§        Not known

§        INR of 3.0 for aortic

§        INR of 3.5 for mitral


§        Peripheral arterial thrombosis and grafts

§        First line is antiplatelets

§        If long term AC given to patients at high risk of femoral graft failure – INR of 2.5


§        Coronary artery thrombosis

§        Meta analysis found that aspirin and warfarin reduced incidence of MI and stroke, but was associated with higher bleeding risk

§        Included several studies performed before widespread coronary stenting

§        Target INR of 2.5 is recommended


§        PNH

§        10 year risk of thrombosis in those with large clones (PNH granulocytes >50%) = 44%  v. 5.8% in those with smaller clones

§        Long-term AC with target INR of 2.5 is recommended for patients with large clones and plts >100

§        Can also be considered for others if additional thrombotic risk factors


§        Cancer

§        LMWH superior to warfarin

§        CLOT study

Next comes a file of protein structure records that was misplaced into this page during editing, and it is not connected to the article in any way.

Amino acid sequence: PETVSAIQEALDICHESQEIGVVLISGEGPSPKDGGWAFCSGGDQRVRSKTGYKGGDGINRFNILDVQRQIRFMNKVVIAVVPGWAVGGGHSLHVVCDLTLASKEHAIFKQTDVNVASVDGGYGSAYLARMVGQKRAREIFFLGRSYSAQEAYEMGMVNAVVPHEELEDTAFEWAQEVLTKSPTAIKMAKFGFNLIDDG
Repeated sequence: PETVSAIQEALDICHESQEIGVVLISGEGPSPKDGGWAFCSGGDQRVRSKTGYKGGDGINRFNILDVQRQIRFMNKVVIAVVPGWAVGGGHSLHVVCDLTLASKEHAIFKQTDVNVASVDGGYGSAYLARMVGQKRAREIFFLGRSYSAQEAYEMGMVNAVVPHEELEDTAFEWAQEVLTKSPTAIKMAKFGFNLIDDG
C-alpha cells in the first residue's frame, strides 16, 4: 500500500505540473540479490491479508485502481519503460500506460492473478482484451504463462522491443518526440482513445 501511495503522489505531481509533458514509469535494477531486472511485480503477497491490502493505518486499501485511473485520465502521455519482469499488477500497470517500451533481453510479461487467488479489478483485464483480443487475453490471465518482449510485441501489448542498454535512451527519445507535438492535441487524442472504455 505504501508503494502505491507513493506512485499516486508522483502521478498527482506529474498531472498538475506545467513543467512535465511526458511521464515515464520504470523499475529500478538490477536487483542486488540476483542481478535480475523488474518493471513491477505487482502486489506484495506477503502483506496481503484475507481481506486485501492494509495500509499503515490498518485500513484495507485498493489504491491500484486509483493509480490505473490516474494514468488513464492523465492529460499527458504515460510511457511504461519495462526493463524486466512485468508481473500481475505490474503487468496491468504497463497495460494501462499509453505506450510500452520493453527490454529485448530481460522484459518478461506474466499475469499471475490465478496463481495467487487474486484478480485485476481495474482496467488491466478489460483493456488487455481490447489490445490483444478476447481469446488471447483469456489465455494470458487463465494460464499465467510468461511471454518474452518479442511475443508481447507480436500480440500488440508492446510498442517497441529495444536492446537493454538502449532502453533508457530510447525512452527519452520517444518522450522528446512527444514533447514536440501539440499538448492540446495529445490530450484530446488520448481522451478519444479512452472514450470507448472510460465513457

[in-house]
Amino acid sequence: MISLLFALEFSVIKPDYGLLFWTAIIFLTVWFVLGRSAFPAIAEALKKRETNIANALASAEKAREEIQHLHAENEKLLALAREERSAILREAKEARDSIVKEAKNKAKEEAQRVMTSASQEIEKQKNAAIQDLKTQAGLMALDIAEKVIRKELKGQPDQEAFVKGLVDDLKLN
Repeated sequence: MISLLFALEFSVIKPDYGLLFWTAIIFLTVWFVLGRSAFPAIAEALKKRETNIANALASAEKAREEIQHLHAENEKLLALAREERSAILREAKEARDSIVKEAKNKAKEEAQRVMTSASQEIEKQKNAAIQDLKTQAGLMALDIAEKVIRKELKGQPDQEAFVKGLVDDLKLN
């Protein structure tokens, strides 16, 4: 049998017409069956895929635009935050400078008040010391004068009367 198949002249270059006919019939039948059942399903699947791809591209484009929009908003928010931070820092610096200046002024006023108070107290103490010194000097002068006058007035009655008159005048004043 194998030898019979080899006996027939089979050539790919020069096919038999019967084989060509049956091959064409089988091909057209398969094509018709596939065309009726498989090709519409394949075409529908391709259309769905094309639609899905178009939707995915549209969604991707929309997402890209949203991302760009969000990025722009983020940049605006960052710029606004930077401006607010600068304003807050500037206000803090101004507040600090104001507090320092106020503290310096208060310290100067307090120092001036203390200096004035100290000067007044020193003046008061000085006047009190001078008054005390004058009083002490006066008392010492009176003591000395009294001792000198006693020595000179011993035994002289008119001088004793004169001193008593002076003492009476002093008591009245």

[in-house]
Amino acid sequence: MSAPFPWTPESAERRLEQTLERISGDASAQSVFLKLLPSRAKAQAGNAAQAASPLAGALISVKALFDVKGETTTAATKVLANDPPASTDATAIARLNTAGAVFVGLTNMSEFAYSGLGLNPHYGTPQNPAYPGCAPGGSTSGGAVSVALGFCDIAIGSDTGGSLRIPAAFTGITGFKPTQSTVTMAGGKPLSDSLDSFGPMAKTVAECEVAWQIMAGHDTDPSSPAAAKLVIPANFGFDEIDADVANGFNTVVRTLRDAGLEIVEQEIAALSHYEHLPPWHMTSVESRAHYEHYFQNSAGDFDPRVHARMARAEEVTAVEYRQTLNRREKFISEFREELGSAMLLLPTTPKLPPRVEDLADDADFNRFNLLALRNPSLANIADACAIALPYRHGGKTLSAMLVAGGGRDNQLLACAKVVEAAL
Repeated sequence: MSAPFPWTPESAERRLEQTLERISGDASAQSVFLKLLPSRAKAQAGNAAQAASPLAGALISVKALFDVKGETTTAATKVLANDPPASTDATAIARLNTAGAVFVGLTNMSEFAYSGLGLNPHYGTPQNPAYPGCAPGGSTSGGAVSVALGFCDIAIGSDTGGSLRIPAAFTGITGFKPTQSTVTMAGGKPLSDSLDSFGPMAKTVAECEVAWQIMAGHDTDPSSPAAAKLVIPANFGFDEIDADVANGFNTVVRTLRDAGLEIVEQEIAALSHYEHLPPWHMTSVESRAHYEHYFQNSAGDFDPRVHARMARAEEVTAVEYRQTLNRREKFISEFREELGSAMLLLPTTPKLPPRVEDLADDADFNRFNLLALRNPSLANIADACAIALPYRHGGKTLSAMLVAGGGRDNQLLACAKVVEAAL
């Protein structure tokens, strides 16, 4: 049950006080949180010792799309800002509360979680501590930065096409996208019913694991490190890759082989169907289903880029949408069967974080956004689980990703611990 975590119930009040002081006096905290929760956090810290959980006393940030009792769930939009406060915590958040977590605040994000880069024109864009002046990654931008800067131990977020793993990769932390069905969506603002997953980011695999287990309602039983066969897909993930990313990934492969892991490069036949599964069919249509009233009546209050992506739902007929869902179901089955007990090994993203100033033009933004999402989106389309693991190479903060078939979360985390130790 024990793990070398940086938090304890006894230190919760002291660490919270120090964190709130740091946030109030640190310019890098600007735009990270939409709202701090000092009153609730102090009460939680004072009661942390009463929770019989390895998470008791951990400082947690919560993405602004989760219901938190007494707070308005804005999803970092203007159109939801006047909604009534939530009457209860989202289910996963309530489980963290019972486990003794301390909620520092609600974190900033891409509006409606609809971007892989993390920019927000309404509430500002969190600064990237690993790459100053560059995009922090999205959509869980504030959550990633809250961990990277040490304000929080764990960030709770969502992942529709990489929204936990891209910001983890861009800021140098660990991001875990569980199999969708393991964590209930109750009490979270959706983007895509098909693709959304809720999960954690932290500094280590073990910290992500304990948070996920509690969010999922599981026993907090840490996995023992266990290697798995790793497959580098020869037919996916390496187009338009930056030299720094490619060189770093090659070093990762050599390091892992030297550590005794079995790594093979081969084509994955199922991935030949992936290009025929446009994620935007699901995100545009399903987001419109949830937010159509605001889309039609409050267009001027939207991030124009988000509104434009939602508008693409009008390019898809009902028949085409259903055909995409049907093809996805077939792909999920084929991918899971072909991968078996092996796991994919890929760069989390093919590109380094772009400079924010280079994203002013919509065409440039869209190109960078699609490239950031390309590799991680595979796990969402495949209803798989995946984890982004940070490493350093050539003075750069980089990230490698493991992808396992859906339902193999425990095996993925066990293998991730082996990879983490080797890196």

§        Anticoagulation in the preoperative period

§        Unless very high risk of thromboembolism, AC should be temporarily discontinued

§        Does not need to be stopped for dental extraction if INR <3


§        Reversal for bleeding

§        IV Vit K 5-10mg (works quicker than oral)

§        Factor concentrate rather than FFP



§        Risk is variable according to the study

§        2.4 – 8% per patient year

§        Risk factors

§        Intensity of anticoagulation

§        Co-morbidity

§        Other medications

§        Quality of management

§        Age

§   Risk doubles for each point increase in the INR above 3



§   Rapid fall in Factor VII (short half-life), but also protein C (Vit K dependant with short half life also)

§   This may result in a hypercoagulable state rather than hypocaogulable and explains why some patients with protein C deficiency get skin necrosis when starting therapy



§   Corrects the PT ratio for differences in the sensitivity of thromboplastin reagents

§   Allows for comparison of results between labs

§   Patients PT/ Mean normal PT x International sensitivity index (ISI)

§        ISI is specific to each thromboplastin reagent



§   Polymorphisms in either CYP2C9 or Vitamin K epoxide reductase (VKORC1) affect warfarin sensitivity

§        Warfarin clearance is by hepatic metabolism largely mediated by CYP2C9 (part of the cytochrome P450 system)

§        Most important polymorphisms are CYP2C9*2 and *3 which result in a 30 and 80% reduction in enzymatic activity respectively, resulting in increased anticoagulant effect.